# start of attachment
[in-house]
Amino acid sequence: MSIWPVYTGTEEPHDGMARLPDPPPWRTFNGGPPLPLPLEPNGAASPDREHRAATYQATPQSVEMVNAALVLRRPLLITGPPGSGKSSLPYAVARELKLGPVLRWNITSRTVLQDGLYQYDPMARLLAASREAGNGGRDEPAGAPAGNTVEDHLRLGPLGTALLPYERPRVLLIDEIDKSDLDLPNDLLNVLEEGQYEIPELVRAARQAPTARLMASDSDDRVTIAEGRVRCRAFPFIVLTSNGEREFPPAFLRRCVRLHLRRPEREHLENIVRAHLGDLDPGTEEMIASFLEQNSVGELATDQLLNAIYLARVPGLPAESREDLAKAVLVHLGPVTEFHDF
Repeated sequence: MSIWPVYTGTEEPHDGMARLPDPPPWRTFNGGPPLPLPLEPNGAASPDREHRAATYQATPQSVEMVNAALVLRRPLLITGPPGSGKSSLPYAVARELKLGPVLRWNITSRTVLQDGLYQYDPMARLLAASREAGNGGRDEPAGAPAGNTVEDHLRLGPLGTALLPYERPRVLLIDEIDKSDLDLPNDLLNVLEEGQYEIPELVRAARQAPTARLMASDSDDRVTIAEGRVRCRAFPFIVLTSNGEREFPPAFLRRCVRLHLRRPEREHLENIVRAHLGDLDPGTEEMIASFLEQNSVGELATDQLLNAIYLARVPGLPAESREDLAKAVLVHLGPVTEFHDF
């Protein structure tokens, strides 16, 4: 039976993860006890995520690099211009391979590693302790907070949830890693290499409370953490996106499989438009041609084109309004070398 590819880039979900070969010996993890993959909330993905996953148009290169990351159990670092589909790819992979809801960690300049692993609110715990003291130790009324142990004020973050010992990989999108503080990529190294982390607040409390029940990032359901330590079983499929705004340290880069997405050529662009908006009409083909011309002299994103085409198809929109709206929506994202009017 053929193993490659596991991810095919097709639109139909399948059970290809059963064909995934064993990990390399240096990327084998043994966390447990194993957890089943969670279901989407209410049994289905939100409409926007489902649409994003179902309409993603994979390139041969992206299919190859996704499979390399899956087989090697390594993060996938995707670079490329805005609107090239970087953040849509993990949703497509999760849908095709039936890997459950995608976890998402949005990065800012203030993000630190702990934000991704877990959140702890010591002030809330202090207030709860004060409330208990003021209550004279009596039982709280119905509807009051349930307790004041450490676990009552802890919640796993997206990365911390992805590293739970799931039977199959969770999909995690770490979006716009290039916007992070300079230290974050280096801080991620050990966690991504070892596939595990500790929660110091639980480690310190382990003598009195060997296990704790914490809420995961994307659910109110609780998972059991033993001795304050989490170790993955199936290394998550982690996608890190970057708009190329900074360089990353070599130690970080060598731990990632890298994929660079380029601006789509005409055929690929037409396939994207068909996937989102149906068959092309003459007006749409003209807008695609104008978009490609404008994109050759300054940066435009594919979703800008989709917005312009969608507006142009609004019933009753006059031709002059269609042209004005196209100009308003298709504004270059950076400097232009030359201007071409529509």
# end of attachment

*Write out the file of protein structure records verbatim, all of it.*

[in-house]
Amino acid sequence: MSIWPVYTGTEEPHDGMARLPDPPPWRTFNGGPPLPLPLEPNGAASPDREHRAATYQATPQSVEMVNAALVLRRPLLITGPPGSGKSSLPYAVARELKLGPVLRWNITSRTVLQDGLYQYDPMARLLAASREAGNGGRDEPAGAPAGNTVEDHLRLGPLGTALLPYERPRVLLIDEIDKSDLDLPNDLLNVLEEGQYEIPELVRAARQAPTARLMASDSDDRVTIAEGRVRCRAFPFIVLTSNGEREFPPAFLRRCVRLHLRRPEREHLENIVRAHLGDLDPGTEEMIASFLEQNSVGELATDQLLNAIYLARVPGLPAESREDLAKAVLVHLGPVTEFHDF
Repeated sequence: MSIWPVYTGTEEPHDGMARLPDPPPWRTFNGGPPLPLPLEPNGAASPDREHRAATYQATPQSVEMVNAALVLRRPLLITGPPGSGKSSLPYAVARELKLGPVLRWNITSRTVLQDGLYQYDPMARLLAASREAGNGGRDEPAGAPAGNTVEDHLRLGPLGTALLPYERPRVLLIDEIDKSDLDLPNDLLNVLEEGQYEIPELVRAARQAPTARLMASDSDDRVTIAEGRVRCRAFPFIVLTSNGEREFPPAFLRRCVRLHLRRPEREHLENIVRAHLGDLDPGTEEMIASFLEQNSVGELATDQLLNAIYLARVPGLPAESREDLAKAVLVHLGPVTEFHDF
């Protein structure tokens, strides 16, 4: 039976993860006890995520690099211009391979590693302790907070949830890693290499409370953490996106499989438009041609084109309004070398 590819880039979900070969010996993890993959909330993905996953148009290169990351159990670092589909790819992979809801960690300049692993609110715990003291130790009324142990004020973050010992990989999108503080990529190294982390607040409390029940990032359901330590079983499929705004340290880069997405050529662009908006009409083909011309002299994103085409198809929109709206929506994202009017 053929193993490659596991991810095919097709639109139909399948059970290809059963064909995934064993990990390399240096990327084998043994966390447990194993957890089943969670279901989407209410049994289905939100409409926007489902649409994003179902309409993603994979390139041969992206299919190859996704499979390399899956087989090697390594993060996938995707670079490329805005609107090239970087953040849509993990949703497509999760849908095709039936890997459950995608976890998402949005990065800012203030993000630190702990934000991704877990959140702890010591002030809330202090207030709860004060409330208990003021209550004279009596039982709280119905509807009051349930307790004041450490676990009552802890919640796993997206990365911390992805590293739970799931039977199959969770999909995690770490979006716009290039916007992070300079230290974050280096801080991620050990966690991504070892596939595990500790929660110091639980480690310190382990003598009195060997296990704790914490809420995961994307659910109110609780998972059991033993001795304050989490170790993955199936290394998550982690996608890190970057708009190329900074360089990353070599130690970080060598731990990632890298994929660079380029601006789509005409055929690929037409396939994207068909996937989102149906068959092309003459007006749409003209807008695609104008978009490609404008994109050759300054940066435009594919979703800008989709917005312009969608507006142009609004019933009753006059031709002059269609042209004005196209100009308003298709504004270059950076400097232009030359201007071409529509």